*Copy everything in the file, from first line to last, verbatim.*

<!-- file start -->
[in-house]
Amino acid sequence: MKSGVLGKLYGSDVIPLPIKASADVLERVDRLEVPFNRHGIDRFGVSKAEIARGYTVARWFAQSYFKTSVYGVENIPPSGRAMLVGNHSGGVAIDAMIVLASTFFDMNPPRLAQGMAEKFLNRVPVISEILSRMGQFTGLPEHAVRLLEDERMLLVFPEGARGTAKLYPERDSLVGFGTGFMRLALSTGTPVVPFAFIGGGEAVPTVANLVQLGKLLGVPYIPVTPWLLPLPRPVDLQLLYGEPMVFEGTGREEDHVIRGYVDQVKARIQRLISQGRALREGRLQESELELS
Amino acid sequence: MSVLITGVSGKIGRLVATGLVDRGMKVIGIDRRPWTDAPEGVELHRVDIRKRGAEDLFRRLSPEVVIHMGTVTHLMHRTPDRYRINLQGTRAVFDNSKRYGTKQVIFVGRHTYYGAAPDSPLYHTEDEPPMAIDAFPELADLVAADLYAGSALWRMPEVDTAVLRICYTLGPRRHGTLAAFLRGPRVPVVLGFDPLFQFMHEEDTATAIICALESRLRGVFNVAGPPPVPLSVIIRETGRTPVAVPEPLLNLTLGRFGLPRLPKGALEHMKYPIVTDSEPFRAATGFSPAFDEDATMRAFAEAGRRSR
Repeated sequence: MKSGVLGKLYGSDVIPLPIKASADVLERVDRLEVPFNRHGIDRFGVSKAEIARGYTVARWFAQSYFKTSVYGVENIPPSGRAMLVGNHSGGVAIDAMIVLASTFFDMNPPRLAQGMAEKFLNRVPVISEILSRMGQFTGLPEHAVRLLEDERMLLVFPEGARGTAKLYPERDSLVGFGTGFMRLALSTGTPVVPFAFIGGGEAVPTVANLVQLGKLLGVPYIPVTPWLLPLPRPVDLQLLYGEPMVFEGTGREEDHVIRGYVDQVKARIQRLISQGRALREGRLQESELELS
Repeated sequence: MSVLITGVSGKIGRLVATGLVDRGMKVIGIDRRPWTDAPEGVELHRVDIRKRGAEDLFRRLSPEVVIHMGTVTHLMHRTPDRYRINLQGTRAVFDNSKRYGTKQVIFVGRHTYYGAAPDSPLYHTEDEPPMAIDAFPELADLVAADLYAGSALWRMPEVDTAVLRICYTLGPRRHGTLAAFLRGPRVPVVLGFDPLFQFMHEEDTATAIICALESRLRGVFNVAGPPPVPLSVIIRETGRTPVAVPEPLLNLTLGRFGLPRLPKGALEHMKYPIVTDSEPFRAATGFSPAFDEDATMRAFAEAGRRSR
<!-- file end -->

[in-house]
Amino acid sequence: MKSGVLGKLYGSDVIPLPIKASADVLERVDRLEVPFNRHGIDRFGVSKAEIARGYTVARWFAQSYFKTSVYGVENIPPSGRAMLVGNHSGGVAIDAMIVLASTFFDMNPPRLAQGMAEKFLNRVPVISEILSRMGQFTGLPEHAVRLLEDERMLLVFPEGARGTAKLYPERDSLVGFGTGFMRLALSTGTPVVPFAFIGGGEAVPTVANLVQLGKLLGVPYIPVTPWLLPLPRPVDLQLLYGEPMVFEGTGREEDHVIRGYVDQVKARIQRLISQGRALREGRLQESELELS
Amino acid sequence: MSVLITGVSGKIGRLVATGLVDRGMKVIGIDRRPWTDAPEGVELHRVDIRKRGAEDLFRRLSPEVVIHMGTVTHLMHRTPDRYRINLQGTRAVFDNSKRYGTKQVIFVGRHTYYGAAPDSPLYHTEDEPPMAIDAFPELADLVAADLYAGSALWRMPEVDTAVLRICYTLGPRRHGTLAAFLRGPRVPVVLGFDPLFQFMHEEDTATAIICALESRLRGVFNVAGPPPVPLSVIIRETGRTPVAVPEPLLNLTLGRFGLPRLPKGALEHMKYPIVTDSEPFRAATGFSPAFDEDATMRAFAEAGRRSR
Repeated sequence: MKSGVLGKLYGSDVIPLPIKASADVLERVDRLEVPFNRHGIDRFGVSKAEIARGYTVARWFAQSYFKTSVYGVENIPPSGRAMLVGNHSGGVAIDAMIVLASTFFDMNPPRLAQGMAEKFLNRVPVISEILSRMGQFTGLPEHAVRLLEDERMLLVFPEGARGTAKLYPERDSLVGFGTGFMRLALSTGTPVVPFAFIGGGEAVPTVANLVQLGKLLGVPYIPVTPWLLPLPRPVDLQLLYGEPMVFEGTGREEDHVIRGYVDQVKARIQRLISQGRALREGRLQESELELS
Repeated sequence: MSVLITGVSGKIGRLVATGLVDRGMKVIGIDRRPWTDAPEGVELHRVDIRKRGAEDLFRRLSPEVVIHMGTVTHLMHRTPDRYRINLQGTRAVFDNSKRYGTKQVIFVGRHTYYGAAPDSPLYHTEDEPPMAIDAFPELADLVAADLYAGSALWRMPEVDTAVLRICYTLGPRRHGTLAAFLRGPRVPVVLGFDPLFQFMHEEDTATAIICALESRLRGVFNVAGPPPVPLSVIIRETGRTPVAVPEPLLNLTLGRFGLPRLPKGALEHMKYPIVTDSEPFRAATGFSPAFDEDATMRAFAEAGRRSR